A further question is what to do about public libraries, which daily expose children under 12 to pre-1985 editions of Anne of Green Gables, Beatrix Potter, Baden-Powell’s scouting guides, and other deadly hazards. The blogger Design Loft carefully examines some of the costs of CPSIA-proofing pre-1985 library holdings; they are, not surprisingly, utterly prohibitive. The American Library Association spent months warning about the law’s implications, but its concerns fell on deaf ears in Congress (which, in this week’s stimulus bill, refused to consider an amendment by Republican senator Jim DeMint to reform CPSIA). The ALA now apparently intends to take the position that the law does not apply to libraries unless it hears otherwise. One can hardly blame it for this stance, but it’s far from clear that it will prevail. For one thing, the law bans the “distribution” of forbidden items, whether or not for profit. In addition, most libraries regularly raise money through book sales, and will now need to consider excluding older children’s titles from those sales.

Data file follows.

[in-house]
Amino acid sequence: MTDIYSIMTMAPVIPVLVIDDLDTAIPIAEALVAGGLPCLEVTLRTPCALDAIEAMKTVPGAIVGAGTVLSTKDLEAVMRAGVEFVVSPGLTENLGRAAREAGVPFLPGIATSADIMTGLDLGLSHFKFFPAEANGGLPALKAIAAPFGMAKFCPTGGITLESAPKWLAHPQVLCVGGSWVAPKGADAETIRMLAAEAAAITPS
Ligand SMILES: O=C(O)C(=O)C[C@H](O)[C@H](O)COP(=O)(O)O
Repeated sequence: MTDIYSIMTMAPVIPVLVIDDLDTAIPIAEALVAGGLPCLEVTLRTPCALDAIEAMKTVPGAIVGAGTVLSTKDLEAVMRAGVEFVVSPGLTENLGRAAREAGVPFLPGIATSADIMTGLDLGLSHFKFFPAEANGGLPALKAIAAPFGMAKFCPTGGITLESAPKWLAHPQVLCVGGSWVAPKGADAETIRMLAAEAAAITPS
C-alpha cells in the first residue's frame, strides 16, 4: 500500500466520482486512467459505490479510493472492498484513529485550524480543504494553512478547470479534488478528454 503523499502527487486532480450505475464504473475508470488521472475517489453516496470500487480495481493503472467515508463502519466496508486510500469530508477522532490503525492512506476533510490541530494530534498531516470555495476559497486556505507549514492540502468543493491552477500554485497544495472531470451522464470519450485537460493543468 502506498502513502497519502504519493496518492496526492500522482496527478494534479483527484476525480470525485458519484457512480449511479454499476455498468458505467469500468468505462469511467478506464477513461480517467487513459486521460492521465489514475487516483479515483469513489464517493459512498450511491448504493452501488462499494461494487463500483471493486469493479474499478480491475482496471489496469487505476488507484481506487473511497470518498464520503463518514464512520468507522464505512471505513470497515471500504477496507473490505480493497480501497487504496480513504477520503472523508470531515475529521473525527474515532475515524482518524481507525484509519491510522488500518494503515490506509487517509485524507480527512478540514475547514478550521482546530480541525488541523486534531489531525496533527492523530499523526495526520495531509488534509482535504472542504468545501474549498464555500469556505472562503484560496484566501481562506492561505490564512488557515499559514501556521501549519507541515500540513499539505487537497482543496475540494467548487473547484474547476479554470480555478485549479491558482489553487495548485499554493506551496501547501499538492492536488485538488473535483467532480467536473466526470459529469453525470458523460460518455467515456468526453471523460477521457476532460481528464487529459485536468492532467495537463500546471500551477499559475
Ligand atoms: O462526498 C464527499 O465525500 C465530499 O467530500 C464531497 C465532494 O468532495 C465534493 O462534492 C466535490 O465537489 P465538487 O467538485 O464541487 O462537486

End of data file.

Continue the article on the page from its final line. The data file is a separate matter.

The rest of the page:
The threat to old books has surfaced so quickly in recent weeks that the elite press still seems unaware of it. The wider pattern of CPSIA’s disruptive irrationality and threat to small businesses has been covered reasonably well by the local press around the country. Some papers have investigated particular aspects of the law—the Los Angeles Times has tracked its menace to the garment industry, and the Washington Post and Wall Street Journal the general plight of thrift stores—but almost no one has cared to consider the law’s broad array of unintended consequences, let alone ask what went wrong in the near-unanimous rush to passage of this feel-good law.